July 9, 2018
I can't believe that I am lying in a tent at camp 2 on K2, it feels terrifying and exhilarating at the same time. And the view. Wow. The expansive view of the Baltoro Glacier and the Godwin-Austen glacier twisting toward each other to meet at Concordia is awesome. So often we are traveling on glaciers, and they feel static. We forget that they are constantly moving. And in the case of the Baltoro and Godwin-Austen, they are always moving toward each other. From here their confluence looks graceful, but I doubt that it is. Tons of ice and rock slowly colliding can’t be.
The terrain on K2 has shifted from snow with some rock to an even mix of the two. Although it was difficult, I appreciated the rocky sections today because it felt good to really be climbing and because I had to engage my mind to think about how my body was moving on the steep, jagged terrain. Also I finally get to use my upper body. I didn’t do all of those pull-ups for nothin'! I found that big, exaggerated moves where I didn’t have a clear plan for how my body would move were exhausting but that if I can took my time and moved with purpose, I felt better. I was contemplating this in a semi-hypoxic state somewhere around 21,000 feet (6400 meters) and decided that is true of life, at least for me. I generally feel more confident when I have a plan.
House's Chimney is the crux of the route to camp 2. I knew that we were getting close to it based on the elevation reading on my watch, but when I looked up all that I could see was an impenetrable wall of jumbled rock. Finally I saw other climbers on top of the wall which meant that I was staring directly at the chimney but still couldn't distinguish it from the rest of the terrain. I can’t imagine Bill House and Charlie Houston standing below it in 1938 and deciding to give it a go. Oh, and then free climbing it. This lore had painted a larger than life picture of House's chimney in my mind. I knew that it is a 100 foot (30 meter) chimney of poor rock and ice that would be rated 5.6 as a free climb. But somehow I still imagined it to be impossibly heinous. I found it more fun than heinous. In fact, if it were at sea level instead of nearly 21,000 feet (6400 meters), it would have been 100% fun. Getting to the chimney was a bit tricky as a slope of hard ice created a slippery ramp to its entrance. I repeatedly slammed the front points of my crampons into it but usually found no purchase. I had much better luck resting my front points into the tiny depressions made by other climbers. The chimney itself was littered with a vertical spiderweb of old rope and wire ladders. All of the rope was aged and faded by the sun and harsh conditions. Near the entrance of the chimney I noticed a chunk of hemp rope iced into the rock. So old, it was probably left there by House's expedition. Climbing House's chimney was hard but felt better than I expected. What I didn't expect to be hard was the snow slope above the chimney. This slope was all that separated me from the shelter of a tent at camp 2 but my body just didn't want to move as fast as my mind expected it to. My body was screaming for oxygen but there just wasn't enough at 21,450 feet. So I slowed down and took deep measured breaths while staring at my tent hoping it would begin to appear closer.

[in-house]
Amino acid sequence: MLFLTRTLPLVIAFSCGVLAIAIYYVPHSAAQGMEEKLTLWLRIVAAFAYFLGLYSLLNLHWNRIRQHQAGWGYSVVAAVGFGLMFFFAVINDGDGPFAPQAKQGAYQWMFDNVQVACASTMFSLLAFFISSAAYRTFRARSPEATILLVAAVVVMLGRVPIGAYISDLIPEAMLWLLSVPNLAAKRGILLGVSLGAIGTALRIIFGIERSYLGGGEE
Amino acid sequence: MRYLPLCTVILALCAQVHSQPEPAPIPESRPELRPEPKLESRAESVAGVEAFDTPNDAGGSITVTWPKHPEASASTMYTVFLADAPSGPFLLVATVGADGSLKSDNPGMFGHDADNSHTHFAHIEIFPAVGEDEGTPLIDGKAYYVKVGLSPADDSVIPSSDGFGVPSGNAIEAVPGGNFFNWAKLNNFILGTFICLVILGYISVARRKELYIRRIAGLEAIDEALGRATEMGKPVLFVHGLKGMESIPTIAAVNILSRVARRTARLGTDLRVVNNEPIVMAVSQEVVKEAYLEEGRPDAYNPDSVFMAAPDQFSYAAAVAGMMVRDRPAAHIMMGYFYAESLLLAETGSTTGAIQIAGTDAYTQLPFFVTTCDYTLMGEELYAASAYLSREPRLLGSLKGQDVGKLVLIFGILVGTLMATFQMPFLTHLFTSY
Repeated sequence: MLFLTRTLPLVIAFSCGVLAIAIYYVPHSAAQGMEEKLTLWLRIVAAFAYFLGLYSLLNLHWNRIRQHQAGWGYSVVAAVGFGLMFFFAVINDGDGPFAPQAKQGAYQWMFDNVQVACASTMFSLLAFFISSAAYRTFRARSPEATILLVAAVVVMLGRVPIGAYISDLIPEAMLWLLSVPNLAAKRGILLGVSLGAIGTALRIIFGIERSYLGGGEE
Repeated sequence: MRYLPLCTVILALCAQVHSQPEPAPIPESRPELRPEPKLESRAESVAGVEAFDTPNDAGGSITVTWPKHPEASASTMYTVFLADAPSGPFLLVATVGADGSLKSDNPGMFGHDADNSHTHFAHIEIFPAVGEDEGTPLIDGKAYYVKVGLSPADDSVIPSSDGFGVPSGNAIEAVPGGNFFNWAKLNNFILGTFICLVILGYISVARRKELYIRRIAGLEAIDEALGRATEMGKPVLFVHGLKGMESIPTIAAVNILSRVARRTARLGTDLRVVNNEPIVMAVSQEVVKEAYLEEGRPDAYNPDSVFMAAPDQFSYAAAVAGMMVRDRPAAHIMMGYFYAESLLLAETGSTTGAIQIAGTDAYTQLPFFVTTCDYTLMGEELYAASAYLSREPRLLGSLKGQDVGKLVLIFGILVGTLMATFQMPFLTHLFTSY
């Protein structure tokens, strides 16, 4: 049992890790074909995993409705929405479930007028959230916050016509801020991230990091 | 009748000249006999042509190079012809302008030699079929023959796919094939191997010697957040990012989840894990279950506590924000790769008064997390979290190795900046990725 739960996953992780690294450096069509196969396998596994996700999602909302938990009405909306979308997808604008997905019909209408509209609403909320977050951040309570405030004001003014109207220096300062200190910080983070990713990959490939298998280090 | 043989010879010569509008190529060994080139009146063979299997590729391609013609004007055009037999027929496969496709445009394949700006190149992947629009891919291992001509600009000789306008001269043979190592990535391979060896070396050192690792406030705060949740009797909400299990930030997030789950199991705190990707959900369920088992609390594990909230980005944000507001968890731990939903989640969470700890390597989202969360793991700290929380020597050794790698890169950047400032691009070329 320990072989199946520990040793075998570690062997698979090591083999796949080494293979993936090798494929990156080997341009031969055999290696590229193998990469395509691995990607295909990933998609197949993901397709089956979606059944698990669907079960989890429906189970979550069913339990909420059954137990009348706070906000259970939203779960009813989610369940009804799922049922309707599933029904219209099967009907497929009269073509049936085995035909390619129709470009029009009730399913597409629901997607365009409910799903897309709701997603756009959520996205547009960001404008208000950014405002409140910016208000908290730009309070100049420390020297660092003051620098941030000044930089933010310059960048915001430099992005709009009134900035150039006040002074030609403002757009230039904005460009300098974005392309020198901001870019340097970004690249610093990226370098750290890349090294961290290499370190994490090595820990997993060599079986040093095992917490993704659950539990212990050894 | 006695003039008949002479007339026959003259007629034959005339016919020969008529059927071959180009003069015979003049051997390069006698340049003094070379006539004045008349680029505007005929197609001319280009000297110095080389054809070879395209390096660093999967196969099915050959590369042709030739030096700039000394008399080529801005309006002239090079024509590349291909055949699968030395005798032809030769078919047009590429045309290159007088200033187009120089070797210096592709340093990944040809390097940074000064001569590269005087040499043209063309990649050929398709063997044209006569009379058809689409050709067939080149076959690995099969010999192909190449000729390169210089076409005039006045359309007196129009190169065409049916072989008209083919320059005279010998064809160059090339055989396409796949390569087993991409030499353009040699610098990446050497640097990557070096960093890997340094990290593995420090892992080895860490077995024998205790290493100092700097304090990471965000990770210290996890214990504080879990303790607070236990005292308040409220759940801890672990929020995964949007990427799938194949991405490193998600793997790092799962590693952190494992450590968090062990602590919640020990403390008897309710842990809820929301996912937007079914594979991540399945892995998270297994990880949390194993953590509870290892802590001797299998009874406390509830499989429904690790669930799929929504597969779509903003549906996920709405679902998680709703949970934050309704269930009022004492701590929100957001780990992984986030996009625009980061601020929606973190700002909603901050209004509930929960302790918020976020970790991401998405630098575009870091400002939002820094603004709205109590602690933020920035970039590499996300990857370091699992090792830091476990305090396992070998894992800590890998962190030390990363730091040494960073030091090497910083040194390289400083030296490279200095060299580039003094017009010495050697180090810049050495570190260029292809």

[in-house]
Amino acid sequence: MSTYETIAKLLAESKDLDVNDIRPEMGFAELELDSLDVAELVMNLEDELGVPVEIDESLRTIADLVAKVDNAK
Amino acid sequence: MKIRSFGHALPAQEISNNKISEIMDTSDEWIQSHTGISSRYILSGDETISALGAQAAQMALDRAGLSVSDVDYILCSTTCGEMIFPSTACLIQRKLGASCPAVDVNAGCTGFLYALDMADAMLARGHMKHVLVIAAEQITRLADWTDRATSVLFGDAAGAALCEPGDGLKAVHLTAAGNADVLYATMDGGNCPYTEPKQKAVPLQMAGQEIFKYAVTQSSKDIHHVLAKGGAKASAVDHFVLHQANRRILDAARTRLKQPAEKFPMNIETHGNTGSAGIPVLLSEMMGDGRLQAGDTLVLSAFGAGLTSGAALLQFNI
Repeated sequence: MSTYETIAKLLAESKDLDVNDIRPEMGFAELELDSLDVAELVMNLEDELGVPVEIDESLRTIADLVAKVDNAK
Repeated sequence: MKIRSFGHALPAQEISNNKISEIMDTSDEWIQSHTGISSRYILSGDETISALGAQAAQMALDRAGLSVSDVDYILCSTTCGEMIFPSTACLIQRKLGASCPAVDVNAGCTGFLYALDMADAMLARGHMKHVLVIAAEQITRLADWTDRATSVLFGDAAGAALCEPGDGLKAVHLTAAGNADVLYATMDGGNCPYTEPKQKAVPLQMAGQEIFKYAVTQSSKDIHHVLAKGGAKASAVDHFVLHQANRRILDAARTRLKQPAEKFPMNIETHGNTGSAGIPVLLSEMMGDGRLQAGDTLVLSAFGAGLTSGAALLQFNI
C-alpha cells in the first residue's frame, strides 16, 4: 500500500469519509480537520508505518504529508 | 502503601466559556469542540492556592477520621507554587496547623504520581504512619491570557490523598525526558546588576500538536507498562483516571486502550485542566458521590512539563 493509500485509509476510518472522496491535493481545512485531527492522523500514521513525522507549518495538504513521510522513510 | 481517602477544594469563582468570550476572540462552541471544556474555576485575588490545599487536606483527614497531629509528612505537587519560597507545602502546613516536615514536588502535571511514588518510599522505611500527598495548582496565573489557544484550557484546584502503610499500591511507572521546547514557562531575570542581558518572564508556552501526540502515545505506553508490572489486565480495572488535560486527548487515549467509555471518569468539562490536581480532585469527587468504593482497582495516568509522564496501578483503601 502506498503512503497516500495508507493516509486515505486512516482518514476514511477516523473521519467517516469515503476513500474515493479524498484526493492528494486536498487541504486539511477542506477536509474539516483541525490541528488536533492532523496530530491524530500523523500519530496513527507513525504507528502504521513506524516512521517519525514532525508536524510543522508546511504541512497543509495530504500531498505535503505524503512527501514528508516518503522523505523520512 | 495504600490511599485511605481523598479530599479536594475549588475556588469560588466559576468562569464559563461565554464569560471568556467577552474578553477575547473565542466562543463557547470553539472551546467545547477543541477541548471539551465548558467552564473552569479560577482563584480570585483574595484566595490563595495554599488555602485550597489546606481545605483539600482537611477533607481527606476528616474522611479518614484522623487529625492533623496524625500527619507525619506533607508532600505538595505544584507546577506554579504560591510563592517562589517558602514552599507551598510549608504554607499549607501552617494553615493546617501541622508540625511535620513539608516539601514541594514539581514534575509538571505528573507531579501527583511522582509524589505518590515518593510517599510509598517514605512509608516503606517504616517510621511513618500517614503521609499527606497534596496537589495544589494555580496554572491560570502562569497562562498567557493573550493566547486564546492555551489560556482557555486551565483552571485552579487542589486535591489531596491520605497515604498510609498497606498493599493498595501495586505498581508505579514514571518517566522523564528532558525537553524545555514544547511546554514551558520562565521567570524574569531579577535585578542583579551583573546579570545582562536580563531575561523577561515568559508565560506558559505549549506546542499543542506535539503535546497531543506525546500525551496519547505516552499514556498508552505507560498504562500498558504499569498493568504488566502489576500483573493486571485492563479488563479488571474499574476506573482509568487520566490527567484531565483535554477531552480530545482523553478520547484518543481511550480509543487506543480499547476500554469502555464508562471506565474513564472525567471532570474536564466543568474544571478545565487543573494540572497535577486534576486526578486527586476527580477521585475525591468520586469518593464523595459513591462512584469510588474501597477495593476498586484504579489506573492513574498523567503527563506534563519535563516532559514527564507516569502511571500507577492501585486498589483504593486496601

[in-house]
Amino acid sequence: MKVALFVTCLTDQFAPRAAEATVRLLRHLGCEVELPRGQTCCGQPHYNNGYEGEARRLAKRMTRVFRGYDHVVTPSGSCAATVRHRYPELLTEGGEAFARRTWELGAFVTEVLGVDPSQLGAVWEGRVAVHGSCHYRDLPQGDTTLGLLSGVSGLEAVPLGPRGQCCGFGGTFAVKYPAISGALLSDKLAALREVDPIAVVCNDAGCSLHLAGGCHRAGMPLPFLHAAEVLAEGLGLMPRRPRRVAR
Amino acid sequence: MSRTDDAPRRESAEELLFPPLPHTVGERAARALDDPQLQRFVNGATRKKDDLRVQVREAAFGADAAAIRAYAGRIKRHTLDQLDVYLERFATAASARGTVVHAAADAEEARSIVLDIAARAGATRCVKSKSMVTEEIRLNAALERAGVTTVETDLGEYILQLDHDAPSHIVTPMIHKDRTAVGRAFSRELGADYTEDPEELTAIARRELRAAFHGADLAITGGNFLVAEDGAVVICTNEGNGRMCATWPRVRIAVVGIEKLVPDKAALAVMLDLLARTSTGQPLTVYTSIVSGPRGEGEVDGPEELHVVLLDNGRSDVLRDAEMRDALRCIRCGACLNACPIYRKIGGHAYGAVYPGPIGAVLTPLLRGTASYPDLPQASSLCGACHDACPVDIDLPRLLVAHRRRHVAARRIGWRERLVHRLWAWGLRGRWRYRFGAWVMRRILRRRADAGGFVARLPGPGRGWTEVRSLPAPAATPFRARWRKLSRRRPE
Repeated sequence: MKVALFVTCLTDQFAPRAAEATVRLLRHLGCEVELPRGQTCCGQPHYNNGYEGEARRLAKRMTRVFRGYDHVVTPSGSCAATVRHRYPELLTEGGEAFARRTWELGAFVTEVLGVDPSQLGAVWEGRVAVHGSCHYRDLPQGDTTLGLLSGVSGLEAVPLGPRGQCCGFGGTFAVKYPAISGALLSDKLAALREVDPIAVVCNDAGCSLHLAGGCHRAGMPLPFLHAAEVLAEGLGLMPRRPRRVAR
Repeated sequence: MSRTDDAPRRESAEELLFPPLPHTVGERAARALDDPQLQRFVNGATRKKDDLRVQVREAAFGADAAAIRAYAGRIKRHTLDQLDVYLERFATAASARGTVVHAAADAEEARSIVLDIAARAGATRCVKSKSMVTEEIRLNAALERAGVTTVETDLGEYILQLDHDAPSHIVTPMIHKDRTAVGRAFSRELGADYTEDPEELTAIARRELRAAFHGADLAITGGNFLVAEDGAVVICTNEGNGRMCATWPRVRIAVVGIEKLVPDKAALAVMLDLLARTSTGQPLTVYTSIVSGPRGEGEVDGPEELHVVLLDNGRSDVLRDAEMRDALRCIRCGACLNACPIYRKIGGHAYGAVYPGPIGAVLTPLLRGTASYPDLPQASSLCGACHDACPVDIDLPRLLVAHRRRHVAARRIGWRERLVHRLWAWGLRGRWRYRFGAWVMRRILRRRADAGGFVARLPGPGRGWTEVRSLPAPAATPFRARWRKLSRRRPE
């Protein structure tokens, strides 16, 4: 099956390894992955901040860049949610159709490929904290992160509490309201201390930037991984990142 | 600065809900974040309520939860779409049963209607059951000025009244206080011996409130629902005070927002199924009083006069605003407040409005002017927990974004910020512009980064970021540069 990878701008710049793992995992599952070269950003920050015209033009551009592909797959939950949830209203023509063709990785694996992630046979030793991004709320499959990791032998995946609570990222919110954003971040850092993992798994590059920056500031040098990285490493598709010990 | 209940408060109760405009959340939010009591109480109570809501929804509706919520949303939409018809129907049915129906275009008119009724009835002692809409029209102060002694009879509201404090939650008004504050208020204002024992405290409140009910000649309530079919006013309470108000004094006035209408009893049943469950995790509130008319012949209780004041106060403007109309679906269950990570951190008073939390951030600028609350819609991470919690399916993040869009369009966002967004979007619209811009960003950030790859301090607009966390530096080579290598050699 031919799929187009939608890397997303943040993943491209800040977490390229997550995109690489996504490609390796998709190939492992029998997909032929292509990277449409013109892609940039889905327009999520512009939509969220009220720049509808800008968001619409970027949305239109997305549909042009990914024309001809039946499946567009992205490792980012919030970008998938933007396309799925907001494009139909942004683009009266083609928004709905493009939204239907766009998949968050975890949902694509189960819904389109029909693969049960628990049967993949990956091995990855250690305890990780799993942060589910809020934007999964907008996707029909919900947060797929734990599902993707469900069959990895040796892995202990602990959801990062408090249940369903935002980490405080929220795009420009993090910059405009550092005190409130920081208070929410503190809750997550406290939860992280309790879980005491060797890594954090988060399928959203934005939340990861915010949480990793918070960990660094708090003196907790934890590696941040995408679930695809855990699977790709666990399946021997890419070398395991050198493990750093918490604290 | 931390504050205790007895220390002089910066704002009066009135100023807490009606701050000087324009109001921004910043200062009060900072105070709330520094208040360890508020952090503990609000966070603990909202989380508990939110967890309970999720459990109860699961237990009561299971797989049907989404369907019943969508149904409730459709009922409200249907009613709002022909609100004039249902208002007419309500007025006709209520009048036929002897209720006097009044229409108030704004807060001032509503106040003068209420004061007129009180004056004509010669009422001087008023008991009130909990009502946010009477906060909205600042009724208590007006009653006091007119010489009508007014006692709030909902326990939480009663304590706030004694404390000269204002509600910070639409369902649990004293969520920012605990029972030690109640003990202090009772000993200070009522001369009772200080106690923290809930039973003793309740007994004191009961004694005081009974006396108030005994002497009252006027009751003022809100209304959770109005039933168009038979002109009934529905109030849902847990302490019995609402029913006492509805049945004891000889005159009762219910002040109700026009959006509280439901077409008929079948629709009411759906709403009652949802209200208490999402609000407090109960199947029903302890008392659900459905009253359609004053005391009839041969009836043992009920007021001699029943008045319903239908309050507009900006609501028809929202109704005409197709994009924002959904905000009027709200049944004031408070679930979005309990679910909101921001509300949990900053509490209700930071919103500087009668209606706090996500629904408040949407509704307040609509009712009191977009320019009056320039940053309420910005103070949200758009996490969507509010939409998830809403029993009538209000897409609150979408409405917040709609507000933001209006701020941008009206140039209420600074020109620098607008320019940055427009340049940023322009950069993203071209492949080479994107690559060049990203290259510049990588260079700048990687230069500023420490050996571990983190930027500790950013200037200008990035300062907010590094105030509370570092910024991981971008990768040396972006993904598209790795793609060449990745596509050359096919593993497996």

Lying in that tent now, I'm also realize that while I am climbing I feel confident . Even though every minute is hard, sometimes grueling, I know that I am in the right place. It's the moments when I'm not climbing and my brain wanders to the challenges ahead of me that my confidence and motivation waiver. Although I am unable to articulate why, every day I think about going home. When these thoughts creep into my head I fast forward to how I would feel in a month or a year or twenty years if I gave up. And I know that I would regret it deeply for probably the rest of my life. So I have to keep trying. I have no idea what will happen, but I have to at least try.